Caring for Ourselves
I do not care so much what I am to others as I care what I am to myself.
-Michel de Montaigne
It’s so easy to get lost in the beliefs and values of others!
Many of us just spent a pretty intense time of togetherness with our friends and families during the Thanksgiving weekend. And, while many of these encounters were hopefully pleasurable, many probably were not. Why? Why can we feel so on top of our game one minute, and the next minute we can be reduced to a blubbering two-year old having a temper tantrum?
Maybe it’s because we care what others think; maybe it’s because being accepted and validated by our parents or siblings or a community is more important than caring what we think about ourselves. But, maybe we can try to change that.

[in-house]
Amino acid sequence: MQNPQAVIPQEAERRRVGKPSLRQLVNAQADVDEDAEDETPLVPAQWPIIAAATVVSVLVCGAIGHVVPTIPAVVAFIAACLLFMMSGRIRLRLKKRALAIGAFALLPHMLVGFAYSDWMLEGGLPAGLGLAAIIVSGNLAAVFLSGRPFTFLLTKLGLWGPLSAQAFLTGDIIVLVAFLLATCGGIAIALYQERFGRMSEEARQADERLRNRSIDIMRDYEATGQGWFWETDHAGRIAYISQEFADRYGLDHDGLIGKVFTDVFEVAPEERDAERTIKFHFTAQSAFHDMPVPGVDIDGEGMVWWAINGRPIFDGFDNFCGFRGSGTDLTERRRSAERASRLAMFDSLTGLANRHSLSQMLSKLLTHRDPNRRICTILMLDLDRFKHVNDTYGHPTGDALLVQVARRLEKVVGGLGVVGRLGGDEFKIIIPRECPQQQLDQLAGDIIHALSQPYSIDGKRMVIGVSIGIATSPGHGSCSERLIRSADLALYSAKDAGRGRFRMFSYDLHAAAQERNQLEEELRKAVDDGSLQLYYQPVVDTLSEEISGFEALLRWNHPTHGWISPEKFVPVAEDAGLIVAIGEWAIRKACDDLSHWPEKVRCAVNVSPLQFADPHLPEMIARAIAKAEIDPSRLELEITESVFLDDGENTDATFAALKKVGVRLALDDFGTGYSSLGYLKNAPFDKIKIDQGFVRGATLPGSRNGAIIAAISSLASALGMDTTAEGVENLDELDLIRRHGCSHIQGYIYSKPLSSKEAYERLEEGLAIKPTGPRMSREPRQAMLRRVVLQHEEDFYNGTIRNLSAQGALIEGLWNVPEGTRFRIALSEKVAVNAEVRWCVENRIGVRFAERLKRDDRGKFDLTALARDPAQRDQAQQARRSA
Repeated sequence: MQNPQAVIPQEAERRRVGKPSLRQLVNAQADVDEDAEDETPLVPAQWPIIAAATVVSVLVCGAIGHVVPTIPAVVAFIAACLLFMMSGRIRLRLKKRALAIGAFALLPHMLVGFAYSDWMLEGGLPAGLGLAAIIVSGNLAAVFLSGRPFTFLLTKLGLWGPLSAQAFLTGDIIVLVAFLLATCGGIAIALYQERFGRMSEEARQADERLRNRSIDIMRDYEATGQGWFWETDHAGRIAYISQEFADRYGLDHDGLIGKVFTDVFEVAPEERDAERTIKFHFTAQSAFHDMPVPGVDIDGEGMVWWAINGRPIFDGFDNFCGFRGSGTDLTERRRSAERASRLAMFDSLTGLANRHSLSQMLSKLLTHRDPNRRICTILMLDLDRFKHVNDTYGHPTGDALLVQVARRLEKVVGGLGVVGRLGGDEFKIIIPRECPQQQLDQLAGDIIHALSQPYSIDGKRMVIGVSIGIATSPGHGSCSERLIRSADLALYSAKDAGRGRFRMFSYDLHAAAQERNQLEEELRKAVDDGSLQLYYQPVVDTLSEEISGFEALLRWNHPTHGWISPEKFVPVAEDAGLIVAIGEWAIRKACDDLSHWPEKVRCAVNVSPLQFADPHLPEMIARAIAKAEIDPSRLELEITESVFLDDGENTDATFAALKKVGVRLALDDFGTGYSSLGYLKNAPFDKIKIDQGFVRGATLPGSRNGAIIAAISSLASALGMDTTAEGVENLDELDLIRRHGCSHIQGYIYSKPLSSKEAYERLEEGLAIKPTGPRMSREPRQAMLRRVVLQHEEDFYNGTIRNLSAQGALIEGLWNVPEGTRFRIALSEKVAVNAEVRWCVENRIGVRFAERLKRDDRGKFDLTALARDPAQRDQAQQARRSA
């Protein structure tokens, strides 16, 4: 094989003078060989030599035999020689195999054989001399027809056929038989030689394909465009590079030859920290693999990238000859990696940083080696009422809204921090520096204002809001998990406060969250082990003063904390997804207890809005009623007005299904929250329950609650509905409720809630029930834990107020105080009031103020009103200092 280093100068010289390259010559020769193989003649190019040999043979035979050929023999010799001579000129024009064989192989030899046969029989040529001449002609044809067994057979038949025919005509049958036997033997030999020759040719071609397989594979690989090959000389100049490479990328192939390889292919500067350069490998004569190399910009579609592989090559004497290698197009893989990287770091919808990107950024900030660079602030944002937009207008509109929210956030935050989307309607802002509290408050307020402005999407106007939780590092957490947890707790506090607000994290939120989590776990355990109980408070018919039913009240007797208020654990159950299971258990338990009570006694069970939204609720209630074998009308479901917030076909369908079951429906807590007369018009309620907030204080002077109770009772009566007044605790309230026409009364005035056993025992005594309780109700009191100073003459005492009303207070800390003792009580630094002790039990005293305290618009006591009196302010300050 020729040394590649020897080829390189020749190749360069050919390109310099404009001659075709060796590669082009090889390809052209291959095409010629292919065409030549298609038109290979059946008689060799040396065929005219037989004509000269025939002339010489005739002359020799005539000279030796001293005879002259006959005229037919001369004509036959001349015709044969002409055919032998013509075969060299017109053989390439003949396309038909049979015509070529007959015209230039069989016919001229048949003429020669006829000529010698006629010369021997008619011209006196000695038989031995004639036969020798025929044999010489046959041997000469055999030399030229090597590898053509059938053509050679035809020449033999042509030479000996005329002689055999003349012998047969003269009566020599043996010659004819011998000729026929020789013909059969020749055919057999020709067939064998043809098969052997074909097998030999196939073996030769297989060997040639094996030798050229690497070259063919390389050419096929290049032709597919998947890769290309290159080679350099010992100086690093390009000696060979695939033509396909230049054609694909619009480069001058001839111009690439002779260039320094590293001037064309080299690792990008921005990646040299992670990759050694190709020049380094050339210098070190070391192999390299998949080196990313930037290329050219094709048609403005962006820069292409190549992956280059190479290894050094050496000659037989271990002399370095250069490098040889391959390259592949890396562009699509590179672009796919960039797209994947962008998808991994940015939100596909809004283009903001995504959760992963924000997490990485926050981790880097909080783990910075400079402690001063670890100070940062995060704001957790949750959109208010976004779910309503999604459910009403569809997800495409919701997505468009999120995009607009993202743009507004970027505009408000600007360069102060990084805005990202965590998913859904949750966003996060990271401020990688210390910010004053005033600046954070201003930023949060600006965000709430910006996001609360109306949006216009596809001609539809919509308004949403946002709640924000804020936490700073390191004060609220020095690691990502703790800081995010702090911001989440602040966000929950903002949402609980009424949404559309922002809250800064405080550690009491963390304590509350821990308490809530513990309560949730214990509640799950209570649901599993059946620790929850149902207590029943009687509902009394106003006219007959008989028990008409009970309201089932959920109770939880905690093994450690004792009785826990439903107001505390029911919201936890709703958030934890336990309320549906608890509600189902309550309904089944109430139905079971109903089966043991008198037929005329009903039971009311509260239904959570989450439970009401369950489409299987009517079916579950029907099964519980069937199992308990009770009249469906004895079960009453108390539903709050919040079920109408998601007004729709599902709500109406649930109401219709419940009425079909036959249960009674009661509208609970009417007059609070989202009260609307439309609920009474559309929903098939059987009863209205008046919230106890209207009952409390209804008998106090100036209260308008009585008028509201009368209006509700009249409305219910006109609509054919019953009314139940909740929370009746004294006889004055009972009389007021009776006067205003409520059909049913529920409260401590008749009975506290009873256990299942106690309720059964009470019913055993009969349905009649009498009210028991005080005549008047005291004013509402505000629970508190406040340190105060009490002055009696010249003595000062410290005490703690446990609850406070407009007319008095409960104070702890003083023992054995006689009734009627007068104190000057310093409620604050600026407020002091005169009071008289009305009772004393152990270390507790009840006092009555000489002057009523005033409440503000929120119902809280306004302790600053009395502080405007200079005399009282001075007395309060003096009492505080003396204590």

Yes, it’s much easier said than done, but the starting point is acknowledging that you actually do care what YOU think about YOURSELF. We each come to life with a different purpose, a different way to add to this beautiful and mysterious tapestry called life. And it is our life history, our thoughts and feelings, and our unique connection to God, that informs who we are and how we live our lives. We have to remember that. And then, I think it follows that, as we begin to care about what we are to ourselves, we also want to encourage others to do the same. Baby steps…
So here’s a practice for this week: maybe you can think of one way you can really validate your voice and also a way you can listen to and validate the voice of a loved one.